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Ukrainian-Canadian Communists and the Kryza in Alberta

Description: CIUS Seminar Audio Part 1 and 2.

"Ukrainian-Canadian Communists and the Kryza in Alberta" was the topic of the seventh Institute seminar of the current academic year at the University of Alberta. Mr. Andrij Makuch, a recent B.A. (honours) graduate in history, and now a research assistant, gave the seminar on January 30, 1979.

Ukrainian members of the Communist Party of Canada formed the backbone of the party since its inception in 1921, but played a minimal role in its key functions. They were restricted largely to activity within their foreign-language unit. When the Communist Party undertook a campaign to radicalize all Prairie farmers after the onset of the Great Depression, it sent the Ukrainian farmers into areas where they already had a degree of support, rather than into other fields.

Their organizational efforts invoked manifestations of loyalty to their adopted country by Ukrainian patriots and an attempted disassociation of communism from Ukrainians. This was both a recognition of the tenuous acceptance Ukrainians had in Canadian society and a reflection of their genuine belief that the communists were undermining the British ideals which they had adopted as their own. The manner in which these forces played themselves out is best illustrated by events in Alberta, which had the largest Ukrainian block settlement in Canada and was an area of strong communist support.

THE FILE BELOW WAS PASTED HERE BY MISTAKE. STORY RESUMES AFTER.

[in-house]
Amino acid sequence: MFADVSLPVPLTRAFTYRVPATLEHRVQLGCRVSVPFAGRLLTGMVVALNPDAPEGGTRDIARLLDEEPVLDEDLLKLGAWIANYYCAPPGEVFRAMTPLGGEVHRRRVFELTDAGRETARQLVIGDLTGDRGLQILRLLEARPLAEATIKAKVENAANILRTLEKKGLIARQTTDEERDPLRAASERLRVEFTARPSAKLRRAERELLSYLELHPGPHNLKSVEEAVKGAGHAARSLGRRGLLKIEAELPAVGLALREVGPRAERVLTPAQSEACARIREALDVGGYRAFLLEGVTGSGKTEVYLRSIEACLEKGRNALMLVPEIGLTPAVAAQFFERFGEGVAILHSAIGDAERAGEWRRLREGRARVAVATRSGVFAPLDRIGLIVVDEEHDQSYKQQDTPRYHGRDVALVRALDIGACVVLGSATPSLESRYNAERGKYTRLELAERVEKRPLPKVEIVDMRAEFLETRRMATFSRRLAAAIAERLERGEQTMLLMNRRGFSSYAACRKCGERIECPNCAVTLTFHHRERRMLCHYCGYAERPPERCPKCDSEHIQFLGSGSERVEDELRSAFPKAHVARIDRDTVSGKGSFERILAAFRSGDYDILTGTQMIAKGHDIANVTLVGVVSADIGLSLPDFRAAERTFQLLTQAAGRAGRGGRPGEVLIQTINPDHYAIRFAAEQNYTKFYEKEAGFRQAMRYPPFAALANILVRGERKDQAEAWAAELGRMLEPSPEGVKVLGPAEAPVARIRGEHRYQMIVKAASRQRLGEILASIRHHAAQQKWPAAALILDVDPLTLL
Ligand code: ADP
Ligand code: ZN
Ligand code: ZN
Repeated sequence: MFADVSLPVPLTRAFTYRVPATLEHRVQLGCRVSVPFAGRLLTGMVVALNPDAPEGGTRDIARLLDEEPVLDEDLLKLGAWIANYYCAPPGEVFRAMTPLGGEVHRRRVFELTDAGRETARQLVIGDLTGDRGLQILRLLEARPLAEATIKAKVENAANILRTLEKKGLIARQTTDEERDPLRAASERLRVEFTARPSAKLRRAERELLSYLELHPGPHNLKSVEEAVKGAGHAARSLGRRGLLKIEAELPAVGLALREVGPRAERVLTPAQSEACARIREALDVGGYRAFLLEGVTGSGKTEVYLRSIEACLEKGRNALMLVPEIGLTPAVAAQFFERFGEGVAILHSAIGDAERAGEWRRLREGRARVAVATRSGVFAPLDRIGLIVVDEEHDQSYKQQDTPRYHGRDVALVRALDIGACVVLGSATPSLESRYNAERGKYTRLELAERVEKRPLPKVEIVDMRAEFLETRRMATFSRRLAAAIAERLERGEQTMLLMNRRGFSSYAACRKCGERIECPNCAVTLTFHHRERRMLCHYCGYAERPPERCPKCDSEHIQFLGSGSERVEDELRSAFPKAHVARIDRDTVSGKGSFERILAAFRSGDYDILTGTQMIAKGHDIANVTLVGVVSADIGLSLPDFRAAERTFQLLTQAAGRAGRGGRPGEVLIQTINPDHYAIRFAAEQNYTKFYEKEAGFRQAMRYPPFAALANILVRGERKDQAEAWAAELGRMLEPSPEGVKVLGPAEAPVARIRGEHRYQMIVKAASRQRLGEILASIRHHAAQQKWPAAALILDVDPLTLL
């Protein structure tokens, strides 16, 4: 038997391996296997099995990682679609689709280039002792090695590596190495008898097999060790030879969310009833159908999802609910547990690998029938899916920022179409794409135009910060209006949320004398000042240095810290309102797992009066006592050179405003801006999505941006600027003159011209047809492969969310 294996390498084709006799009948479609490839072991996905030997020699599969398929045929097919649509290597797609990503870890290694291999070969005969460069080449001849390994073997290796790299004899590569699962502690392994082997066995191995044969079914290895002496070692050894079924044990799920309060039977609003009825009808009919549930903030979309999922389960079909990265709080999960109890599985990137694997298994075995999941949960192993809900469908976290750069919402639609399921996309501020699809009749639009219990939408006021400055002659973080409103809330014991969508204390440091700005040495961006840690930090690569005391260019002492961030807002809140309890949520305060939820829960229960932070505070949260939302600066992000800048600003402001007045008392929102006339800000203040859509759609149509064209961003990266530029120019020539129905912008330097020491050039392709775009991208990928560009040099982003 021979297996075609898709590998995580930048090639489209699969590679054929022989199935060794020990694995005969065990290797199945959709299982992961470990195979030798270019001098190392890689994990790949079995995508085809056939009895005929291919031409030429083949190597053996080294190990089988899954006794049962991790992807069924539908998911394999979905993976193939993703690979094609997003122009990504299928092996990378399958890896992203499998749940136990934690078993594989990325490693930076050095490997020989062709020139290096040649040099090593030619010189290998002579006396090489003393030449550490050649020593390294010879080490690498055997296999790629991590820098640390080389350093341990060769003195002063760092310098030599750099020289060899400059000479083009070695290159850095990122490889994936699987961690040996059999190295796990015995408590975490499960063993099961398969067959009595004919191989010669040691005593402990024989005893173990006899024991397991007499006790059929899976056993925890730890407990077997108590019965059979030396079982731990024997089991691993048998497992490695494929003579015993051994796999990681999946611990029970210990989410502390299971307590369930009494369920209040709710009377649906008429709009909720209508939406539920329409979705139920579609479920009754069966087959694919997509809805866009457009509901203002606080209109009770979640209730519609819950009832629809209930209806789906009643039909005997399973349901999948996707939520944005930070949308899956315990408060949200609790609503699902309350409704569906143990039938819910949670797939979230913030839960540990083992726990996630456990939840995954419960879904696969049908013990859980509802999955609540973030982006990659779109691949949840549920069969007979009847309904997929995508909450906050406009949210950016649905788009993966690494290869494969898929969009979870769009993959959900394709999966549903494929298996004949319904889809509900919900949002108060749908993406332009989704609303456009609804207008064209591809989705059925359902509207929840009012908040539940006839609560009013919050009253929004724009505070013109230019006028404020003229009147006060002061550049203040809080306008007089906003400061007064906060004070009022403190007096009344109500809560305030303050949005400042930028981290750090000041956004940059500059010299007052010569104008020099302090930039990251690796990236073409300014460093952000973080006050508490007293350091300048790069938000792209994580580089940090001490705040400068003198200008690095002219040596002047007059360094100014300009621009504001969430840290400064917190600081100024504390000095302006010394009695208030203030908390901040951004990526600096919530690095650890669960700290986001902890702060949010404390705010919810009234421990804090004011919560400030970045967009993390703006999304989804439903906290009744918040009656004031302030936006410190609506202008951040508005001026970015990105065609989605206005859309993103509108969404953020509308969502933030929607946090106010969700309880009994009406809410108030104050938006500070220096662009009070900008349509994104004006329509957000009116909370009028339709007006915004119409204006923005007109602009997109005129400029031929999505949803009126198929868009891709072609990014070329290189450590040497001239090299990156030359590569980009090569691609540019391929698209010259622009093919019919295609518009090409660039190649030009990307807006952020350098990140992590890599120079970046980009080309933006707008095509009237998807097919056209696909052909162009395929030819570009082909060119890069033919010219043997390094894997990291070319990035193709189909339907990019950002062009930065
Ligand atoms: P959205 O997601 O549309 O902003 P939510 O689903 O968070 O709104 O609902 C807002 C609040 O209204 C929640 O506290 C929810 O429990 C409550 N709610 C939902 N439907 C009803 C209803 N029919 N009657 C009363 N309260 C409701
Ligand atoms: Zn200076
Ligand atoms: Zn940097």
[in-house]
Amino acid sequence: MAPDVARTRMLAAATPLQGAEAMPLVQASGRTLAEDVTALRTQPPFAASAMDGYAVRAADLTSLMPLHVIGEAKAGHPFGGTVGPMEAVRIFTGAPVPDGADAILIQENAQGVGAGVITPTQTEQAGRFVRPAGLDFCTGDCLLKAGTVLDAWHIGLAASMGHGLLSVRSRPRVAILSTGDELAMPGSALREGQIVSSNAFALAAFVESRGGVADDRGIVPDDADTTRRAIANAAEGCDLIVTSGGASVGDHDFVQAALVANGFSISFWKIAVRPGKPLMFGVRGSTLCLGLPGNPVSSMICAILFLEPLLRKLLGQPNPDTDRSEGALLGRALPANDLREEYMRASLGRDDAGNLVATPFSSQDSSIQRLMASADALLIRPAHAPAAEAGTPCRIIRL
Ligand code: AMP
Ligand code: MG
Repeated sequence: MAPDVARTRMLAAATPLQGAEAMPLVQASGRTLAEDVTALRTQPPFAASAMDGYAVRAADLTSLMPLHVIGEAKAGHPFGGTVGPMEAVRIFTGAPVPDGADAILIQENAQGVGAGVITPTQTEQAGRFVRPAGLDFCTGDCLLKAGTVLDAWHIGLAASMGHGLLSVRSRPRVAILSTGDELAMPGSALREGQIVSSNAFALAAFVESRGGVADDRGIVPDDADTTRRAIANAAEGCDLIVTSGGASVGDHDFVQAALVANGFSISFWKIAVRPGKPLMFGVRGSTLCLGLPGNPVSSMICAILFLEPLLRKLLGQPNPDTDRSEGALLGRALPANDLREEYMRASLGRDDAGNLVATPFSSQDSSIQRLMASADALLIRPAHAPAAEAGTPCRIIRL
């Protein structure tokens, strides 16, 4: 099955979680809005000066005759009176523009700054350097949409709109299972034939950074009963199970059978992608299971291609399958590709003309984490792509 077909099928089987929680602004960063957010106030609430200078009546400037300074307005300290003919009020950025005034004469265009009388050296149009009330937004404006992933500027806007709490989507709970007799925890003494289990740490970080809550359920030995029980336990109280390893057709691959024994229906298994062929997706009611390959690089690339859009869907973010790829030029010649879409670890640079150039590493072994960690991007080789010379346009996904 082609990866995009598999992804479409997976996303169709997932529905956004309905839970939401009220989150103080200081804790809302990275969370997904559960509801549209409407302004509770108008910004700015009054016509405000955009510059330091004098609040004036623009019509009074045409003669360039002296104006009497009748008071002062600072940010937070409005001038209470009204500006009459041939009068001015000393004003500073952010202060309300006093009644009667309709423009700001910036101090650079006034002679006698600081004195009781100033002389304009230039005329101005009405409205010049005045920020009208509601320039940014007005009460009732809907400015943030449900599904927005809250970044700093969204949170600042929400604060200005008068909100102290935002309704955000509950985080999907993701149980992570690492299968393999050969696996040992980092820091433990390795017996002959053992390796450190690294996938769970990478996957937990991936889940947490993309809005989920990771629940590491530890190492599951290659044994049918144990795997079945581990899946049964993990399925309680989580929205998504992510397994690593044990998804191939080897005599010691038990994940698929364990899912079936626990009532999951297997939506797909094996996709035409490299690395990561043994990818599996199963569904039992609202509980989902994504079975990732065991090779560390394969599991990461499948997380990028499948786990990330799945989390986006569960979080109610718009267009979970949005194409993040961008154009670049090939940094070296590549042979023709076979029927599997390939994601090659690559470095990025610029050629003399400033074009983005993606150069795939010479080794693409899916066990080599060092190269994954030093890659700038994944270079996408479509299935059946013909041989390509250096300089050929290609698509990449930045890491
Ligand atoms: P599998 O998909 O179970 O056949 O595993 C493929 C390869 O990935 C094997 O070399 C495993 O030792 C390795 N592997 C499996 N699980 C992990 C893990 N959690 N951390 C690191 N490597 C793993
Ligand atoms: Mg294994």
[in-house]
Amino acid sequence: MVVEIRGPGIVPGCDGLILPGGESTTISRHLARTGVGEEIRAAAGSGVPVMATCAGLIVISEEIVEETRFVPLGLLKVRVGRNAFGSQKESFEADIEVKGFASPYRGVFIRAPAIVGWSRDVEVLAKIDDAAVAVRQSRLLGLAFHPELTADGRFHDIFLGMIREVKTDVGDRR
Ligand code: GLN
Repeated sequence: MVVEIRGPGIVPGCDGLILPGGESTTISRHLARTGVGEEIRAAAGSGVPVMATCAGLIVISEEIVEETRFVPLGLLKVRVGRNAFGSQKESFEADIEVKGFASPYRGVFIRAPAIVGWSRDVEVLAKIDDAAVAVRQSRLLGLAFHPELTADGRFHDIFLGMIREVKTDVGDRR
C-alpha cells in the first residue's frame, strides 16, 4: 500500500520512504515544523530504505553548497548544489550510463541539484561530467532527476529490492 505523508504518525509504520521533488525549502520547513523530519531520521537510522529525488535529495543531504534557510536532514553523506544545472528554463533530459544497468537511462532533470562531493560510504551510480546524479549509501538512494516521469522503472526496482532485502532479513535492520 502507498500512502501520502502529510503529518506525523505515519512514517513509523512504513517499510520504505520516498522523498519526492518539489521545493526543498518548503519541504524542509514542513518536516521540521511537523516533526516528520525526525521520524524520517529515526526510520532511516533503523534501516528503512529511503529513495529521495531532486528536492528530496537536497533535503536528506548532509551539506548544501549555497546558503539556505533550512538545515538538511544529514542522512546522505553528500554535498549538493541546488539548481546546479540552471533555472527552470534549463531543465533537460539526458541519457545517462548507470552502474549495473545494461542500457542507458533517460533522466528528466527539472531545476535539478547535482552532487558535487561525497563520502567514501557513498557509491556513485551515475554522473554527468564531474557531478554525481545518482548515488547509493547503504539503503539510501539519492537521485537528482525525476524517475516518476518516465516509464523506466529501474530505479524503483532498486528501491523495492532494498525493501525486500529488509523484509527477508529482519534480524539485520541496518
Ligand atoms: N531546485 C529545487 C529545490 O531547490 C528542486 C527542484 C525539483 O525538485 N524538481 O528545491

Found in CIUS Newsletter Vol 3 Issue 2 (Spring 1979)
Author: CIUS
Publisher: CIUS
Date: January 30, 1979
Contributor: Andrij Makuch
Language: English, Ukrainian
Original Format: Magnetic tape, audio cassette





CIUS, “Ukrainian-Canadian Communists and the Kryza in Alberta,” CIUS-Archives, accessed September 22, 2023,
Unless otherwise noted, this work is subject to a Creative Commons Attribution-NonCommercial 4.0 International license .